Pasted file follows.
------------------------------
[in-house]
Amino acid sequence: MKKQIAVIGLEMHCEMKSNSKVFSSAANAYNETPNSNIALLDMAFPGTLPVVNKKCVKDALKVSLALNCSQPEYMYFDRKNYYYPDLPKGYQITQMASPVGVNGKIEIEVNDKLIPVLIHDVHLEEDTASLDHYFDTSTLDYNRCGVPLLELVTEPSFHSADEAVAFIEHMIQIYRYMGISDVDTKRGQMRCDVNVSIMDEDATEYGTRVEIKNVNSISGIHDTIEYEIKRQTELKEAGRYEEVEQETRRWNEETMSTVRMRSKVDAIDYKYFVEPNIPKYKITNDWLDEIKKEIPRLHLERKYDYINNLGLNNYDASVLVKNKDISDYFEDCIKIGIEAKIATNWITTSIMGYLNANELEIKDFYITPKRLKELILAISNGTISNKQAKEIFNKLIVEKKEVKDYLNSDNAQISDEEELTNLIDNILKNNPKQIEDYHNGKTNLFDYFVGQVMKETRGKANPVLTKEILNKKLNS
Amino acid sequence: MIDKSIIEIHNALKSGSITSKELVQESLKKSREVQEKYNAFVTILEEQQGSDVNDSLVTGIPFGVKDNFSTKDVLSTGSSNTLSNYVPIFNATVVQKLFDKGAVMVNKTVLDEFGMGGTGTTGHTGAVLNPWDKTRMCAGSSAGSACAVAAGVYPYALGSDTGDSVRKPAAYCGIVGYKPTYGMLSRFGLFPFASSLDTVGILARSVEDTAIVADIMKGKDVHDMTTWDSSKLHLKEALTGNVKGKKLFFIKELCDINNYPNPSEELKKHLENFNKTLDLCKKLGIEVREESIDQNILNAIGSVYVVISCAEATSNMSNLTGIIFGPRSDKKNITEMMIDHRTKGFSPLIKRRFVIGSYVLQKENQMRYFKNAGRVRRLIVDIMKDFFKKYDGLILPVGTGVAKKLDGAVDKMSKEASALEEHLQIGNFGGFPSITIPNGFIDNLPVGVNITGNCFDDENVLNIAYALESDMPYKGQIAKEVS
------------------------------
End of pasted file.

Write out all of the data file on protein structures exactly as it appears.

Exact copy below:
[in-house]
Amino acid sequence: MKKQIAVIGLEMHCEMKSNSKVFSSAANAYNETPNSNIALLDMAFPGTLPVVNKKCVKDALKVSLALNCSQPEYMYFDRKNYYYPDLPKGYQITQMASPVGVNGKIEIEVNDKLIPVLIHDVHLEEDTASLDHYFDTSTLDYNRCGVPLLELVTEPSFHSADEAVAFIEHMIQIYRYMGISDVDTKRGQMRCDVNVSIMDEDATEYGTRVEIKNVNSISGIHDTIEYEIKRQTELKEAGRYEEVEQETRRWNEETMSTVRMRSKVDAIDYKYFVEPNIPKYKITNDWLDEIKKEIPRLHLERKYDYINNLGLNNYDASVLVKNKDISDYFEDCIKIGIEAKIATNWITTSIMGYLNANELEIKDFYITPKRLKELILAISNGTISNKQAKEIFNKLIVEKKEVKDYLNSDNAQISDEEELTNLIDNILKNNPKQIEDYHNGKTNLFDYFVGQVMKETRGKANPVLTKEILNKKLNS
Amino acid sequence: MIDKSIIEIHNALKSGSITSKELVQESLKKSREVQEKYNAFVTILEEQQGSDVNDSLVTGIPFGVKDNFSTKDVLSTGSSNTLSNYVPIFNATVVQKLFDKGAVMVNKTVLDEFGMGGTGTTGHTGAVLNPWDKTRMCAGSSAGSACAVAAGVYPYALGSDTGDSVRKPAAYCGIVGYKPTYGMLSRFGLFPFASSLDTVGILARSVEDTAIVADIMKGKDVHDMTTWDSSKLHLKEALTGNVKGKKLFFIKELCDINNYPNPSEELKKHLENFNKTLDLCKKLGIEVREESIDQNILNAIGSVYVVISCAEATSNMSNLTGIIFGPRSDKKNITEMMIDHRTKGFSPLIKRRFVIGSYVLQKENQMRYFKNAGRVRRLIVDIMKDFFKKYDGLILPVGTGVAKKLDGAVDKMSKEASALEEHLQIGNFGGFPSITIPNGFIDNLPVGVNITGNCFDDENVLNIAYALESDMPYKGQIAKEVS